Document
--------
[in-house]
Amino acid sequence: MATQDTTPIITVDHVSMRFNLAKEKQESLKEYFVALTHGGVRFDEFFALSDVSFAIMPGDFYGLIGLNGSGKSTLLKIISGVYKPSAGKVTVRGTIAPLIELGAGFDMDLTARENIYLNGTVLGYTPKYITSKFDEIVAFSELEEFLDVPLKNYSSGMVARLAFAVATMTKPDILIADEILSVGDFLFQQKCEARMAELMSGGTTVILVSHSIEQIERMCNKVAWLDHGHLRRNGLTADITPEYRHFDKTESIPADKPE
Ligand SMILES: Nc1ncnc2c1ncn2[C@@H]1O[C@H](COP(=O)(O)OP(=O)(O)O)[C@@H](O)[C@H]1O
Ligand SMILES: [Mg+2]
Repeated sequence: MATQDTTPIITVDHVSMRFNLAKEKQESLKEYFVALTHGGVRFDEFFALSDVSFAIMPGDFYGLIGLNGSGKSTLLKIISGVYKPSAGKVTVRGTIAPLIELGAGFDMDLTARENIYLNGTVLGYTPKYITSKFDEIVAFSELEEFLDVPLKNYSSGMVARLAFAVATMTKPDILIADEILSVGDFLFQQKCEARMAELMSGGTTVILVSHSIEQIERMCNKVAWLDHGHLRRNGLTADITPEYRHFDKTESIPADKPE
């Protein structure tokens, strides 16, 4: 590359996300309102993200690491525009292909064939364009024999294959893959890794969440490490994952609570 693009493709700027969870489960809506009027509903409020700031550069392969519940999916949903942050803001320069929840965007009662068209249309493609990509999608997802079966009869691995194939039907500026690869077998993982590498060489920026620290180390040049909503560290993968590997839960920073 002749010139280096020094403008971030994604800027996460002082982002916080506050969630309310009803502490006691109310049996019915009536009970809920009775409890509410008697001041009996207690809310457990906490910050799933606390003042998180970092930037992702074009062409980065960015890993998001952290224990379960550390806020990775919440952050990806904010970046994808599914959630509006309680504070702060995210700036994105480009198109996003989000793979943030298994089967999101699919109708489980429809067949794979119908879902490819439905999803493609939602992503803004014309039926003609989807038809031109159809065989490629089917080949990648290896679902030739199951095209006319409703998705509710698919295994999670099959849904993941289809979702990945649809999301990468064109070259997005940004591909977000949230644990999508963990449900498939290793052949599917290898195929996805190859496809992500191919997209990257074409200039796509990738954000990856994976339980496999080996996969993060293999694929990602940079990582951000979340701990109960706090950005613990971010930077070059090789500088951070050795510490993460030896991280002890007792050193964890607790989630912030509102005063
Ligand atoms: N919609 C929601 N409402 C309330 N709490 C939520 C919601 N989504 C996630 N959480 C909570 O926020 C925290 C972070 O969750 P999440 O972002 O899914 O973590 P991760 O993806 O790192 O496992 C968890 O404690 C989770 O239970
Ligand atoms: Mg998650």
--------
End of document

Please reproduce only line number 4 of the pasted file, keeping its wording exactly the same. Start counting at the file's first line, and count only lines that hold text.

Ligand SMILES: [Mg+2]